I need to be producing two versions of documents I deal with: colour and grayscale. Of course the real issue are images. I'm not the author of the documents nor the images, I'm only the typesetter.

  • So far I use the following quite complicated procedure that can be called gs+pdflatex:

    1. Convert all images to PDF (epstopdf, convert).
    2. Put them in sub directory figures/.
    3. Using gs (GhostScript) convert the images to grayscale to directory figuresbw/.
    4. By different \graphicspath{} control which ones will be used.
  • However, there is the other option that can be called pdflatex+gs:

    1. Don't care at all about image types, pathes etc.
    2. Run pdflatex to get the colour version.
    3. Using gs (GhostScript) convert the document to grayscale.

Obviously the second option is easier to perform, but I have a bad feeling that there must be some drawbacks. So the question: What are the drawbacks of using one option or the other?

My gs command:

nice gs \
  -sOutputFile=$outfile.pdf \
  -sDEVICE=pdfwrite \
  -sColorConversionStrategy=Gray \
  -dProcessColorModel=/DeviceGray \
  -dAutoRotatePages=/None \
  -dCompatibilityLevel=1.4 \
  $infile.pdf < /dev/null;
  • 3
    What OS are you using? In Mac OS X I have found that "printing" a colour PDF to a grayscale PDF using the Quartz filter works well which corresponds to your second approach. If you post your gs command option I will compare the results of gs to Quartz in the grayscale conversion.
    – mforbes
    Commented Jan 13, 2013 at 22:42
  • @mforbes Done. I use linux and I would divert from gs only in a case of absolute need, which doesn't seem to be the case now.
    – yo'
    Commented Jan 13, 2013 at 23:17
  • I don't use ps but I have several colored text and figures created with tikz. I tried the pdflatex+gs conversion you posted and saw some blurred, gray text in place of the colored ones. There are no noticeable blurriness in the figures though.
    – hpesoj626
    Commented Jan 14, 2013 at 3:27
  • 1
    Iff your target is paper: Leave the colour conversion to the printing house: They should have professional software that does the right thing - and they know their equipment. Commented Apr 10, 2013 at 21:58
  • @MartinSchröder I'm the typesetter of the printing house, but ... how to say ... I'm the one to care, not they, they'd refuse it if it contained colour :-/
    – yo'
    Commented Apr 11, 2013 at 9:21

2 Answers 2


If I'm understanding the situation correctly, you're receiving a document with EPS figures from a customer, and you need to produce bulletproof color and grayscale PDFs which you will then pass on to a third-party to RIP. You may not have control over the software used for the RIP, so you want to do whatever will minimize the probability of problems.

You're using epstopdf to convert the figures to PDF, and epstopdf is simply a wrapper for gs. That means that your current workflow is actually gs+gs+pdflatex. Passing the same figure through gs twice in a row seems like a relatively safe thing to do. If the PDF code generated by gs is buggy, then the bug is presumably present after the first pass, and it's not so likely that any new bug will creep in on the second pass.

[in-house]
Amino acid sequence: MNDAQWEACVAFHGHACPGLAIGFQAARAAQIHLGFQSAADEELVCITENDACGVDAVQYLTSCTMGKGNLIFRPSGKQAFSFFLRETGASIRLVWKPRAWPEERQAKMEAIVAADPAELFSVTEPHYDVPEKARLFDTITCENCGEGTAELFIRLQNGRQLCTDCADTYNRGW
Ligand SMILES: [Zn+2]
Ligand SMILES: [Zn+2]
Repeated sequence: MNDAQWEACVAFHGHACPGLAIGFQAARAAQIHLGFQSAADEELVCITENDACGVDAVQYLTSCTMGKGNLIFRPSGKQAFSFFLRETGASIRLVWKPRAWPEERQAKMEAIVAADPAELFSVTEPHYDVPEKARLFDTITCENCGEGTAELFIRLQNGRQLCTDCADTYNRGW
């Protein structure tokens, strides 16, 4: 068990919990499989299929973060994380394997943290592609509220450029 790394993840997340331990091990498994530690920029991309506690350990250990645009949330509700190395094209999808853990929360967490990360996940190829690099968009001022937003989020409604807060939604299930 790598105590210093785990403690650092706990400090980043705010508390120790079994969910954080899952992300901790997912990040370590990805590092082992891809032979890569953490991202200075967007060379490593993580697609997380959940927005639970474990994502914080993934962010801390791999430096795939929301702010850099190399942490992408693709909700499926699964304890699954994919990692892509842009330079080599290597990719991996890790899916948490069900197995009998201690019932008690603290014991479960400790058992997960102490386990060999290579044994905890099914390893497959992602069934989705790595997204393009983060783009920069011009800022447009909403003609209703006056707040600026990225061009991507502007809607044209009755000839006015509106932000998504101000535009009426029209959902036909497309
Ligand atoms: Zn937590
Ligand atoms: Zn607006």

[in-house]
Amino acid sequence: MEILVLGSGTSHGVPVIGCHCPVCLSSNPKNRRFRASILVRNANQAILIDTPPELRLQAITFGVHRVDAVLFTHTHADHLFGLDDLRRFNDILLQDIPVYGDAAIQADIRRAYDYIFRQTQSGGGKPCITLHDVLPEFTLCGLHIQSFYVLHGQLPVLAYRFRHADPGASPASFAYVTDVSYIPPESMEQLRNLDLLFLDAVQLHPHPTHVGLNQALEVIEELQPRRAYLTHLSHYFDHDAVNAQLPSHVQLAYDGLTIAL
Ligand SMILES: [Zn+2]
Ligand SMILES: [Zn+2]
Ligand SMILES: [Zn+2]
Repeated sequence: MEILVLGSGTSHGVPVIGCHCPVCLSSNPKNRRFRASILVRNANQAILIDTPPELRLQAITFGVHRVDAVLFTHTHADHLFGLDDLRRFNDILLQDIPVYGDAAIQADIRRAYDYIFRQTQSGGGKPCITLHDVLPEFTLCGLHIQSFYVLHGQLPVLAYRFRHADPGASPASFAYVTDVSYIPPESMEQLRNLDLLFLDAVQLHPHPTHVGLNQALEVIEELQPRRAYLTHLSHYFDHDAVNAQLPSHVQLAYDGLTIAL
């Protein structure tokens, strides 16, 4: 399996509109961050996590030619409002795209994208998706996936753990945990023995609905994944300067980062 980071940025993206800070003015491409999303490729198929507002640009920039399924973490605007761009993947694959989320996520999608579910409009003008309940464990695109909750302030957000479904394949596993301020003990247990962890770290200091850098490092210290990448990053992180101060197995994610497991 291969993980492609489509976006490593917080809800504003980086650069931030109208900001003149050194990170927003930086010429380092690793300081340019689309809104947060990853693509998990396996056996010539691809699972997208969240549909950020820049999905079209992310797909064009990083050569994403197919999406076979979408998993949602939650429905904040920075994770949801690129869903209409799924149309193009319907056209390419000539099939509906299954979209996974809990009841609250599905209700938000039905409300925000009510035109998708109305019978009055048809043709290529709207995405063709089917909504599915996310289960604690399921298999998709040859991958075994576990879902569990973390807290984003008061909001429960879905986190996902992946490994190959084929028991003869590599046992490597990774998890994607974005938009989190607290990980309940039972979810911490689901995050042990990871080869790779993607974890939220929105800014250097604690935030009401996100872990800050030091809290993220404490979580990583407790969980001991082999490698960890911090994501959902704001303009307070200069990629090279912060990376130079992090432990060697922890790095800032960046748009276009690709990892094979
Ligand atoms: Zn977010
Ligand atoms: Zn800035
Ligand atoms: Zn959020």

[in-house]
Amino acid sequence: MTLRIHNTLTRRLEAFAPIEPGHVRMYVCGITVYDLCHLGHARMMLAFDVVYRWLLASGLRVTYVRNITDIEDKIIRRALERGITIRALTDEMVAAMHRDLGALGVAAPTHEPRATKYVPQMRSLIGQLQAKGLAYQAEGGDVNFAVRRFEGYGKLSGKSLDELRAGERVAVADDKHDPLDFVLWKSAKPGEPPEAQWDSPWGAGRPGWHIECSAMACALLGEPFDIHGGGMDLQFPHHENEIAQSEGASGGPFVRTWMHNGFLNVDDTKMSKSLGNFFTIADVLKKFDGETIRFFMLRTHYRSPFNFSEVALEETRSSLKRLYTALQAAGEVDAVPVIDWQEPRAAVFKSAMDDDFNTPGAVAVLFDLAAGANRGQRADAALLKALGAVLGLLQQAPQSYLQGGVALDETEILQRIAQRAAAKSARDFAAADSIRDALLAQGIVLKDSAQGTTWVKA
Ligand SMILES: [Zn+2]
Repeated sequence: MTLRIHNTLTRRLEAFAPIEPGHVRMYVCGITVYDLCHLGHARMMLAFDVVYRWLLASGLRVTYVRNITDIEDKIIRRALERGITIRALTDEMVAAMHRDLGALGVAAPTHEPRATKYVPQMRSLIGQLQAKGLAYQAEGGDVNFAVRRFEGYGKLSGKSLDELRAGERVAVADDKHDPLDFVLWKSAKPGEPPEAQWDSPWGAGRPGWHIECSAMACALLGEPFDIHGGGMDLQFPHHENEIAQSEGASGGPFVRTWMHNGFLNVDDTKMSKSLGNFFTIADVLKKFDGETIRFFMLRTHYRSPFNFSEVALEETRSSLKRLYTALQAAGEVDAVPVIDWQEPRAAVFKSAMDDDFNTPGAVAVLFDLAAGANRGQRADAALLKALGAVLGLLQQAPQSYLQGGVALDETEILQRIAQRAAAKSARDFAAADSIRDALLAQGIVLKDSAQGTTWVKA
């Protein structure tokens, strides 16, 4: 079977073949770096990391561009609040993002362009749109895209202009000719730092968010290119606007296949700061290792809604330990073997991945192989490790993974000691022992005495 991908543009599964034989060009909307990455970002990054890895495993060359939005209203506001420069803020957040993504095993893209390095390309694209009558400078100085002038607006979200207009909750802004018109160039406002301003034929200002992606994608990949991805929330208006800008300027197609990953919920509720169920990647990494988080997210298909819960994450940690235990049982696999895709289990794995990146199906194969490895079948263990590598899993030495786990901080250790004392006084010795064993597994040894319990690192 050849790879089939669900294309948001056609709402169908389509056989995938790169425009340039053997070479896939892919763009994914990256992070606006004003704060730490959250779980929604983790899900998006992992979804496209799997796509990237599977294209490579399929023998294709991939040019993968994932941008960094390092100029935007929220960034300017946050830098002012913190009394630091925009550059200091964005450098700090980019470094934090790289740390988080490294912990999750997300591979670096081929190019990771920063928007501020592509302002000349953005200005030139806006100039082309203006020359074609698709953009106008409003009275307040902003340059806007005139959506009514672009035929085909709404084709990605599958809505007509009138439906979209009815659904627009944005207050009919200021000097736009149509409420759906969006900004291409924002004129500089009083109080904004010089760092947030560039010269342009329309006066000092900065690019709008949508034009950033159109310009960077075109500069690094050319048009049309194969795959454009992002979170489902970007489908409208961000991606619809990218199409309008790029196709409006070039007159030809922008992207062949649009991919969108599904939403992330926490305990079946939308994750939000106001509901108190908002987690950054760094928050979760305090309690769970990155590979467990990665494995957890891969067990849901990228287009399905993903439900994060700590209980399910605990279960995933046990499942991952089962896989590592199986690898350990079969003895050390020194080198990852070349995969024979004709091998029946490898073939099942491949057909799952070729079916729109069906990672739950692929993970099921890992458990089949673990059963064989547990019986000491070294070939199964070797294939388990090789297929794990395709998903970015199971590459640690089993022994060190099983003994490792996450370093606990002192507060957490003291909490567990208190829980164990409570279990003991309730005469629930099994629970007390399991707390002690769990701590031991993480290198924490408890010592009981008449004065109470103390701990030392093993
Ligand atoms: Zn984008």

The gs+pdflatex+gs workflow sounds like a bad idea to me. I've had problems in the past where filtering pdflatex output through gs produced buggy pdf output, and the result was rejected by a RIP. The RIP was apparently correct to reject it, because the gs output was actually syntactically invalid. The bug was reported to the gs team, who responded by saying that they didn't care and wouldn't fix it: http://bugs.ghostscript.com/show_bug.cgi?id=693322

I would suggest that you do some preflight checking on the figures. It's safest if they use outlines rather than fonts. I've had frequent RIP problems with PDF figures that used transparency, so my current practice is that for any figure that uses transparency, I render it to a bitmap using pdftoppm and have pdflatex grab the bitmap. At 300 dpi they look quite good. Here are a couple of scripts I use to automate that process.

Render an SVG figure to PDF or PNG as appropriate:


Do a preflight check on a figure:


This is slightly different than what you want to do, since your source format is EPS rather than SVG, but I think you'll find that a lot of the preflight checks and conversion methods will also apply to you. Since we're both on linux, snippets you take from my code should work for you as well.

In general, I don't think pdflatex does any processing at all on PDF figures. It simply copies them into its output. That means that any syntax errors in the PDFs will also be present as syntax errors in the output of pdflatex. It also means that any fonts embedded in the PDFs will be embedded in pdflatex's output. For example, if there is a font in one of the figures whose license forbids redistribution, then that illegal font appears in your pdflatex output as well. It's a good idea to use the linux utility pdffonts on both the figures and the final output so you can see what's going on. For all these reasons, the safest approach of all would be to render every single figure as a bitmap.

  • pdftex (and luatex) don't do any processing of included pdfs - they are copied as-is into the resulting pdfs. Commented Apr 10, 2013 at 21:59

I suspect that one could get problems with the colorspaces the pdf's use. I'm really not an expert on this, but you might want to have a look at


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